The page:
With a quarter of the roster sidelined, the Avalanche were still the better team against the Ducks. Despite Gabriel Landeskog (Congrats, Gabe!) and Mikko Rantanen going pointless, the depth guys pulled enough weight to earn the two points. That includes Nichushkin, but is far from exclusive to him.

Brandon Saad Colorado Avalanche
Brandon Saad, Colorado Avalanche (Photo by Juan Ocampo/NHLI via Getty Images)

Saad ended his scoring drought with three points, notching the game-tying goal by fighting to the net to poke the loose puck home. On Nichushkin’s first tally, Saad made a great play at the top of the zone to keep the puck in as the power play expired and the Ducks tried to clear.

The reason the Avalanche had that momentum-shifting power play is due to their fourth line. Kiefer Sherwood, Pierre-Edouard Bellemare, and Logan O’Connor were cycling around the Ducks’ net, keeping the puck in and forechecking hard until O’Connor drew a holding penalty on Cam Fowler. They forechecked well throughout the game, an aspect of the game Colorado is often maligned for.

Devon Toews and Samuel Girard were a sturdy top pairing of defensemen once again. But they received great help from from the rest of the defensive lineup. Conor Timmins played one of his best games of the season, while Jacob MacDonald continued his impressive stretch of games. Even Dan Renouf was solid, bringing physicality and breaking up several Ducks chances. Graves was the only one who struggled, an unfortunately common trend for the young defenseman these days.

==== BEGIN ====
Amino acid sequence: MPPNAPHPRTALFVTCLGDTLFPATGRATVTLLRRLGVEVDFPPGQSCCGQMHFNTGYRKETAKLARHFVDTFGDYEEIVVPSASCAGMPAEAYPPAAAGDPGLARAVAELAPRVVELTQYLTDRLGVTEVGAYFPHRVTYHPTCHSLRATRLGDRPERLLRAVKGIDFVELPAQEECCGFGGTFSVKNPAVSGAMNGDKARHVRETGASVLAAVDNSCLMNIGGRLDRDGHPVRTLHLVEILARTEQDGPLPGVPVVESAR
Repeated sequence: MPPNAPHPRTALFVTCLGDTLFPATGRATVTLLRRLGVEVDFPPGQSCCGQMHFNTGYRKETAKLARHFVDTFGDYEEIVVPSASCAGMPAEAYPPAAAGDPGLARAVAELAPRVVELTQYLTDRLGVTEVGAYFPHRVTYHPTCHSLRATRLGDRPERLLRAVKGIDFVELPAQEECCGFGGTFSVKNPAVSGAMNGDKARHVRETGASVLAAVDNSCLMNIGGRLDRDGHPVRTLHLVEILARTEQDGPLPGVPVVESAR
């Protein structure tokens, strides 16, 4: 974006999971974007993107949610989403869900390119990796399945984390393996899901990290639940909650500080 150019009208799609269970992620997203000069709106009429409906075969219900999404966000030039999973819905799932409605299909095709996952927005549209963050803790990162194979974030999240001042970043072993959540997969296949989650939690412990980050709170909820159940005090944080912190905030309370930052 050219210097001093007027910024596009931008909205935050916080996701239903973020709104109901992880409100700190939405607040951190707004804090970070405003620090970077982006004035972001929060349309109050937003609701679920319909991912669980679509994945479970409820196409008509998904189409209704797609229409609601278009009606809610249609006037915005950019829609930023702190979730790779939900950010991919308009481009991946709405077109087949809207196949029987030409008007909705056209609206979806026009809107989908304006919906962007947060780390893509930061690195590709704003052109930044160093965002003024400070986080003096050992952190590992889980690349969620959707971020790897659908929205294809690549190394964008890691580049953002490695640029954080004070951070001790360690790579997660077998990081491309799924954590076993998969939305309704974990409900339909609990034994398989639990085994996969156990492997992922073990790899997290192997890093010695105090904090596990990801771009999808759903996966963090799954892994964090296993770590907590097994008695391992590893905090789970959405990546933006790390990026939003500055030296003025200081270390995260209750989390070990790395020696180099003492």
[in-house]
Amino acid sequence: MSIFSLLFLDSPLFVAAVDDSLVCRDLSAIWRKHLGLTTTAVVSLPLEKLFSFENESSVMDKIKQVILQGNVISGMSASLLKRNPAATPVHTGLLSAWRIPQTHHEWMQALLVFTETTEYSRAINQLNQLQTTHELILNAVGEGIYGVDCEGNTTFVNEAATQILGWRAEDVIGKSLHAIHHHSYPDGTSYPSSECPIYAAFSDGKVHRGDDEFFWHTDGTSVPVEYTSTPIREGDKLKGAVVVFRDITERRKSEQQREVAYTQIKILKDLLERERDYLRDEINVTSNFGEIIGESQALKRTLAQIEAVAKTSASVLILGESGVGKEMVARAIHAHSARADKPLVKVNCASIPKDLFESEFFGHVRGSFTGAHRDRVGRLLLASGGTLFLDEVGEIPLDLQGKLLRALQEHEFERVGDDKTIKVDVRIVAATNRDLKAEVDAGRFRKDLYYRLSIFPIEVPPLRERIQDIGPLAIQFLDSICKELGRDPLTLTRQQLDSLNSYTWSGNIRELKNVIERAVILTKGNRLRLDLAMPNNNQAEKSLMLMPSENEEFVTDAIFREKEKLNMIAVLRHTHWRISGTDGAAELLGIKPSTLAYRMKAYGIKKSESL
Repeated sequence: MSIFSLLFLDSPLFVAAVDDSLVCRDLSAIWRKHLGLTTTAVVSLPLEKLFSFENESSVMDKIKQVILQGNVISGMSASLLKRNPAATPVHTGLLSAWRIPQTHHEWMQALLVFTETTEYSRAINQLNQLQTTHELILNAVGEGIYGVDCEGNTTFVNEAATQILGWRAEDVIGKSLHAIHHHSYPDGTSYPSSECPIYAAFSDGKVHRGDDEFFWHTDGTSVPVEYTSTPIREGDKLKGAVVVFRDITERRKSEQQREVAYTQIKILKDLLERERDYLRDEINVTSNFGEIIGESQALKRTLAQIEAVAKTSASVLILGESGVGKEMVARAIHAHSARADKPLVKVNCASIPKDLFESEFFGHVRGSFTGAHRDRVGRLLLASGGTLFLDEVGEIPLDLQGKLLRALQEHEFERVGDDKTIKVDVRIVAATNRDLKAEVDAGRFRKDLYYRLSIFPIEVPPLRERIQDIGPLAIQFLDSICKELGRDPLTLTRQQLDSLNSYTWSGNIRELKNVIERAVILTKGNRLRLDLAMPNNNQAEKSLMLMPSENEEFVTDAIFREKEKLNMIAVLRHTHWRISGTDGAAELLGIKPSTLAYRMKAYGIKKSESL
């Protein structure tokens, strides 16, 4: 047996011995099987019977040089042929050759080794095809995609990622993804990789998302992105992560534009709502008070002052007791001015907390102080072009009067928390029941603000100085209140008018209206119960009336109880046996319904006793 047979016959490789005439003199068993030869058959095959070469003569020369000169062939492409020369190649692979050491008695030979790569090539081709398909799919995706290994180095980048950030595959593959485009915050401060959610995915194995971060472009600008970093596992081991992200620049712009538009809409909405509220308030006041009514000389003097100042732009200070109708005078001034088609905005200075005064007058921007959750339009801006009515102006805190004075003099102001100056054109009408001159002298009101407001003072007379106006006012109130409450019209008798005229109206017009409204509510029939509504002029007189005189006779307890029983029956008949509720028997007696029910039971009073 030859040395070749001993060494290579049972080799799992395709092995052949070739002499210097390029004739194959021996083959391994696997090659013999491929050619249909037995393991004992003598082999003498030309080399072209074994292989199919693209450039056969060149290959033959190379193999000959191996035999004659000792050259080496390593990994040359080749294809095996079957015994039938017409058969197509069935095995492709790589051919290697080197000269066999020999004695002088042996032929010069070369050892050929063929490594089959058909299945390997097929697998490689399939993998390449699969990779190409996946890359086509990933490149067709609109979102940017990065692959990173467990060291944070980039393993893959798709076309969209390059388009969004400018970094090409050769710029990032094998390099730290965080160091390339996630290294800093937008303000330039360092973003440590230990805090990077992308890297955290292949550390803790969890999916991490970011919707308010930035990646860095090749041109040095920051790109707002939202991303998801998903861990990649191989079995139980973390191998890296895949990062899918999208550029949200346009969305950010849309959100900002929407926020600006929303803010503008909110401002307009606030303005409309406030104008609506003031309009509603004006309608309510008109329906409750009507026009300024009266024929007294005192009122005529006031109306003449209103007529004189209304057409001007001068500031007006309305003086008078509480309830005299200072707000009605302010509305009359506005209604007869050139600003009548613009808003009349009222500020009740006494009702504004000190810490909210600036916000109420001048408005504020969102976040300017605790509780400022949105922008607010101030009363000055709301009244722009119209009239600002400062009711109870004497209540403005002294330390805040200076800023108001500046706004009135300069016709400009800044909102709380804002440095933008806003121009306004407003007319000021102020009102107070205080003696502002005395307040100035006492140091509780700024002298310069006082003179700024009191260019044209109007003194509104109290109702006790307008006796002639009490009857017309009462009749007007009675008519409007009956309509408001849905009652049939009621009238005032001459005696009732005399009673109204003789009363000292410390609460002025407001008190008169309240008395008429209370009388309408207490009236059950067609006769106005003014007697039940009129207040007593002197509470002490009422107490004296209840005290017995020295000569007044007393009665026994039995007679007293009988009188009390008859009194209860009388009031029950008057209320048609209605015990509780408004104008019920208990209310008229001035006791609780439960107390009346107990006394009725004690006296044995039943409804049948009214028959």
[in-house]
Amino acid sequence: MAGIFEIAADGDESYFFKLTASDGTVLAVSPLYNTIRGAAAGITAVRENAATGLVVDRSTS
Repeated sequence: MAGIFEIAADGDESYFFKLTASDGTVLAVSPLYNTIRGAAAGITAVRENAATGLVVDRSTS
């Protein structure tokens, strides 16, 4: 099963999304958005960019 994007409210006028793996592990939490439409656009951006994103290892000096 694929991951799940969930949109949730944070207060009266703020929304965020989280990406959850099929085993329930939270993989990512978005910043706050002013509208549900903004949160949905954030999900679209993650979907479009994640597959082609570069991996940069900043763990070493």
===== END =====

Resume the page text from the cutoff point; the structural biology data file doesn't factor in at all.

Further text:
It took a “no passenger” effort to get the job done against Anaheim, and sure enough, that job was completed. But there’s one other player that was a major difference maker on Friday.

Jost on the Brink

Full credit to my colleague, Kerry Collins, who told me before the game to watch Jost. The young center took on the 2C role in MacKinnon’s absence, and had a high-event evening, to say the least. As already mentioned, he failed to clear the puck at the end of the first, indirectly causing Anaheim to strike first. Then, he was had the misfortune of perfectly redirecting Silfverberg’s shot to double his squad’s deficit. None of that was optimal for Jost.

But man, he did a lot of things right. He brought a full effort on every shift, creating chances and winning puck battles. He assisted on Saad’s goal, playing the puck perfectly into the crease, where Saad could finish the job. He was inches away from another, on a similar play where Donskoi was barely stopped from poking the idle puck home to put the Avs up in the third.

Just missed it by this much

On that play, Jost was sitting right in front of Gibson, acting as a perfect screen to set up the opportunity. The oft-polarizing center is carving out his role on this Avalanche squad, first proving the value he brings to the best penalty-kill unit in the NHL and now showing that he can be impactful in a larger offensive role. He’ll have the chance to prove it again tonight, as Colorado and Anaheim meet for round two.

If it’s anything like its predecessor, it’s going to be a wild affair. We’ll see who steps up to the moment.